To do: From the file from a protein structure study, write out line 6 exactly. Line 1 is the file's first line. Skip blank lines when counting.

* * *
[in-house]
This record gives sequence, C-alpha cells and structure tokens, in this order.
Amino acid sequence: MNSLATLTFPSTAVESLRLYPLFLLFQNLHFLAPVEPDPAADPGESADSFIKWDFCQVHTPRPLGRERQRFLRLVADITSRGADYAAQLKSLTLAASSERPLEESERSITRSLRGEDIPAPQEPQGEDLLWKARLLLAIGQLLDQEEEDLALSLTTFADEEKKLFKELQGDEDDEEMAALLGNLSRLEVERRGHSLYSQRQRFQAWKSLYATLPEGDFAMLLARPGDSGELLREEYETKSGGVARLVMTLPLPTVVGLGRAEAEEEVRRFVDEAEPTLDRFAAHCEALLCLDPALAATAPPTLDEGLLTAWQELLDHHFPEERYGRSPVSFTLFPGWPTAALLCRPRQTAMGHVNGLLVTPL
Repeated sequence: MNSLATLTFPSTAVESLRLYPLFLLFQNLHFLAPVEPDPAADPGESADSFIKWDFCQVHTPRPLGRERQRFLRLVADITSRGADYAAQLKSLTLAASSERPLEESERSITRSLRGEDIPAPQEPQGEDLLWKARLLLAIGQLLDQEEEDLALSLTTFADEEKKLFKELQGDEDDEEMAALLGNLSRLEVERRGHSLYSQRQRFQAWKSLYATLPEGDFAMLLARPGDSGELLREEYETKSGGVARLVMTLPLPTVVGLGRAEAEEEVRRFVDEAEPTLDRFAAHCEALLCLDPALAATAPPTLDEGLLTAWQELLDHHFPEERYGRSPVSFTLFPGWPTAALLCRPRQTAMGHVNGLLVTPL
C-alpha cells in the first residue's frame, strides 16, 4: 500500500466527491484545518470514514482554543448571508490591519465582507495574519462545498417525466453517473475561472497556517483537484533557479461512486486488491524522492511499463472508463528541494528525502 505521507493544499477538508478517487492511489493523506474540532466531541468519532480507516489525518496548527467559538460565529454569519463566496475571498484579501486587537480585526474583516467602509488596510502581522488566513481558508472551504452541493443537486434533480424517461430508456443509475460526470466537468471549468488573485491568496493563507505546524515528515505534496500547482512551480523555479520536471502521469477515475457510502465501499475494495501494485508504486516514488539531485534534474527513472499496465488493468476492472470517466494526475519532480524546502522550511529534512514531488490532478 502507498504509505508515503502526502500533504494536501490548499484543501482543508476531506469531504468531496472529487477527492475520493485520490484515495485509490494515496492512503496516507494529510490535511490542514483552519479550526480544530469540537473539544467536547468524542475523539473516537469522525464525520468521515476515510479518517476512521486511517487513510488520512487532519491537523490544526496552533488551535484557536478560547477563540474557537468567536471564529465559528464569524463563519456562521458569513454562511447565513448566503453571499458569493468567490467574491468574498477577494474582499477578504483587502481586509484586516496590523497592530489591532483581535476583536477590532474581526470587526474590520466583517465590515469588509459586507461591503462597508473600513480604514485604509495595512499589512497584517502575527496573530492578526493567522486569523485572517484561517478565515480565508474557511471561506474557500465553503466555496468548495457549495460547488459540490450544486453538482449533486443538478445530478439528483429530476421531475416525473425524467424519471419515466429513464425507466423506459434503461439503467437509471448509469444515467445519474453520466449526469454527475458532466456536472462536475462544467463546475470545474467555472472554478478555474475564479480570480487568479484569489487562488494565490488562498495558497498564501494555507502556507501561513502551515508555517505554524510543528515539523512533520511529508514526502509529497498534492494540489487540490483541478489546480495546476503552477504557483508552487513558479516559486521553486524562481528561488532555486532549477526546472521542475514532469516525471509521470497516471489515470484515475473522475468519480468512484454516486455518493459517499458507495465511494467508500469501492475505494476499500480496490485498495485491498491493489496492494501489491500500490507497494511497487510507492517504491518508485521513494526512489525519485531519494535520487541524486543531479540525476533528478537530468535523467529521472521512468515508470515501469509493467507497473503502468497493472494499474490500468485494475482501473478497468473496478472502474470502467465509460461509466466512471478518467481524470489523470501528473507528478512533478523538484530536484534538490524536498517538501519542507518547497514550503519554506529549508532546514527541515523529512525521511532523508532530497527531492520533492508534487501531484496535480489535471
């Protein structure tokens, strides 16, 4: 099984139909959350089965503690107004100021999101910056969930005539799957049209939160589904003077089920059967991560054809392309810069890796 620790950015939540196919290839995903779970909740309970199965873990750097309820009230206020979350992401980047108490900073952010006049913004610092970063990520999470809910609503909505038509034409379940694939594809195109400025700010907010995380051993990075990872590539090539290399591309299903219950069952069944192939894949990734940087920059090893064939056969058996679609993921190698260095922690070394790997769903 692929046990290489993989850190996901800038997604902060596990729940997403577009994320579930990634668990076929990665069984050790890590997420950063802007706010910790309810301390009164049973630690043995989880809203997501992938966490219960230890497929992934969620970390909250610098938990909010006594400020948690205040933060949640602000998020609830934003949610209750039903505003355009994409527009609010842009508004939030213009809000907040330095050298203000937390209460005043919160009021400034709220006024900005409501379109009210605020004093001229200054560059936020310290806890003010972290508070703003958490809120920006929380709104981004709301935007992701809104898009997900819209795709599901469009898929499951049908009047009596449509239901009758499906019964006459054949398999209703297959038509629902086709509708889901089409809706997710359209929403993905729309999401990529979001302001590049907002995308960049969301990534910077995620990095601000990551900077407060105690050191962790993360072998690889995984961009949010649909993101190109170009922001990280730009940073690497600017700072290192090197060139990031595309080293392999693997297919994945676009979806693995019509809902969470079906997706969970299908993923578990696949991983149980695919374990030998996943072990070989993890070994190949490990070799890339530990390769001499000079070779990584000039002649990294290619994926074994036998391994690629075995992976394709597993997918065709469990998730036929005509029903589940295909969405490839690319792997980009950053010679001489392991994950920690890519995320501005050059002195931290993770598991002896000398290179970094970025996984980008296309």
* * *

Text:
């Protein structure tokens, strides 16, 4: 099984139909959350089965503690107004100021999101910056969930005539799957049209939160589904003077089920059967991560054809392309810069890796 620790950015939540196919290839995903779970909740309970199965873990750097309820009230206020979350992401980047108490900073952010006049913004610092970063990520999470809910609503909505038509034409379940694939594809195109400025700010907010995380051993990075990872590539090539290399591309299903219950069952069944192939894949990734940087920059090893064939056969058996679609993921190698260095922690070394790997769903 692929046990290489993989850190996901800038997604902060596990729940997403577009994320579930990634668990076929990665069984050790890590997420950063802007706010910790309810301390009164049973630690043995989880809203997501992938966490219960230890497929992934969620970390909250610098938990909010006594400020948690205040933060949640602000998020609830934003949610209750039903505003355009994409527009609010842009508004939030213009809000907040330095050298203000937390209460005043919160009021400034709220006024900005409501379109009210605020004093001229200054560059936020310290806890003010972290508070703003958490809120920006929380709104981004709301935007992701809104898009997900819209795709599901469009898929499951049908009047009596449509239901009758499906019964006459054949398999209703297959038509629902086709509708889901089409809706997710359209929403993905729309999401990529979001302001590049907002995308960049969301990534910077995620990095601000990551900077407060105690050191962790993360072998690889995984961009949010649909993101190109170009922001990280730009940073690497600017700072290192090197060139990031595309080293392999693997297919994945676009979806693995019509809902969470079906997706969970299908993923578990696949991983149980695919374990030998996943072990070989993890070994190949490990070799890339530990390769001499000079070779990584000039002649990294290619994926074994036998391994690629075995992976394709597993997918065709469990998730036929005509029903589940295909969405490839690319792997980009950053010679001489392991994950920690890519995320501005050059002195931290993770598991002896000398290179970094970025996984980008296309």